“Thanks to these machines, households can throw their plastics into the bags of miscellaneous refuse,” says Beate Langset, a director in charge of communications at ROAF.

The first step in the new process is for general refuse to be channelled into a tumbler which sorts out heavier materials. After that the lighter plastics are blown off, shredded and moved onward for further sorting. 

Sorting plastics for recycling
Technical Manager Ole Onsrud, TiTech. (Photo: Arnfinn Christensen, forskning.no)
Technical Manager Ole Onsrud, TiTech. (Photo: Arnfinn Christensen, forskning.no)

“The trash runs sequentially past 13 of these machines,” explains Ole Onsrud.  He is the technical manager of the company TiTech, now a subsidiary of Tomra, a company that has made inroads with machines that sort deposit bottles and cans.

“Each of the machines blows off a separate type of plastic. The first one takes away bits of foil wrap and plastic bags. The next one blows off the PET, which is a type of plastic commonly used in soda bottles. Then there are polypropylenes and other types of plastic that can be recycled and used again,” he says.

Colour signature

The TiTech autosort machines make use of the fact that any given material has its own way of reflecting light. Some hues reflect a lot while others reflect little. In this context, materials have specific colour signatures.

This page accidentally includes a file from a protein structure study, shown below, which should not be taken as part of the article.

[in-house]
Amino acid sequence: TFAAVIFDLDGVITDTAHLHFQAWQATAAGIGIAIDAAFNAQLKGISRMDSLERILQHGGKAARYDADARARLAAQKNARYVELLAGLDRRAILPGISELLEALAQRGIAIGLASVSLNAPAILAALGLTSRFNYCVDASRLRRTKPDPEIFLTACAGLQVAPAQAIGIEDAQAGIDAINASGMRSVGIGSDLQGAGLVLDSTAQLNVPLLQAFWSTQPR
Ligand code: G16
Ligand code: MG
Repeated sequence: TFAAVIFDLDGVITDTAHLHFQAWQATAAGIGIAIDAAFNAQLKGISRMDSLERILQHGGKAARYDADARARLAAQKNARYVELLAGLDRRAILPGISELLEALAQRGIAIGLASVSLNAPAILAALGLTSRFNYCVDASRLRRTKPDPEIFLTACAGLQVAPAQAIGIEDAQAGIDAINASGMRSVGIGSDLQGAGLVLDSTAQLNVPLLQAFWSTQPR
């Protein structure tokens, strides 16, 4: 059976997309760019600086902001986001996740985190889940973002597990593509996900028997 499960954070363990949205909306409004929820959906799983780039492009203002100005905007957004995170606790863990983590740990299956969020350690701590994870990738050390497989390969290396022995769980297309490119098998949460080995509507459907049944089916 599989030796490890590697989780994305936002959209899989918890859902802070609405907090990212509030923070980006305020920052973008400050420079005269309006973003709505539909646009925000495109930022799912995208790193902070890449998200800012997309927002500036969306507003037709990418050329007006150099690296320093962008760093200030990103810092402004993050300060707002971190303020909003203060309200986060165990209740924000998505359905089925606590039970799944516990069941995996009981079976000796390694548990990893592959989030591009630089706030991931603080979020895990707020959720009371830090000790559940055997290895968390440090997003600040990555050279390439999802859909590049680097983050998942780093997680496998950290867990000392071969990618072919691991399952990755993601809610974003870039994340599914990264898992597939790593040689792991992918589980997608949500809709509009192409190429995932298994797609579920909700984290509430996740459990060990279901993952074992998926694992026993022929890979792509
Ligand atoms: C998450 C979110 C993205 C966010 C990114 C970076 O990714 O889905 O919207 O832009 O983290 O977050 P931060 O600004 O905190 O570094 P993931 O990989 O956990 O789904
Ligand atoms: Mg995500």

“Black and very dark materials are a problem as they reflect so little light,” says Onsrud.

“We also have challenges with packaging where plastic is combined with other materials, for instance vacuum packs of coffee or crisps, nuts and snacks that use a metal foil,” adds Langset. “Those who buy plastic from us for recycling don’t want these materials.”

“Combinations of different types of plastic also pose problems, as do plastic-covered products like disposable diapers. We have to calibrate the machines so that they don’t sort these into bins for recycling,” she explains.

But Langset says plastic items smeared with organic substances like gravy and sauces are not a problem.

“Customers who take in dirty plastic have their own automated washers and are satisfied with the quality they get from our sorting facilities,” she says.

Green bags for organic garbage

Messy plastic from households is mainly smeared with dinner scrapings and the like, in other words, organic waste. Onsrud says that TiTech’s technology is also used to check foods at the other end of the chain, for instance the amounts of fats and water in minced meat. So why not use optical sorting systems for garbage so that Norwegians can also forget about those green bags for food scraps?

“This has never been under consideration. It would make the general refuse in our facilities much messier. When food scraps are sorted out by households into green plastic bags we are better able to ensure the quality of organic as well as mixed municipal solid waste,” says Langset.

“Also, we see that when they use green bags, the public becomes more conscious about how much food they actually throw away. So people end up wasting less food,” she says.

“Paper refuse can also be sorted with optic sensors,” says Onsrud. But for now this is only done industrially.”

This is why households must have special bins outdoors for their paper trash.

“The facilities can sort among cardboards, drink cartons and paper with various types of inks,” he says.

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Read the Norwegian version of this article at forskning.no

Translated by: Glenn Ostling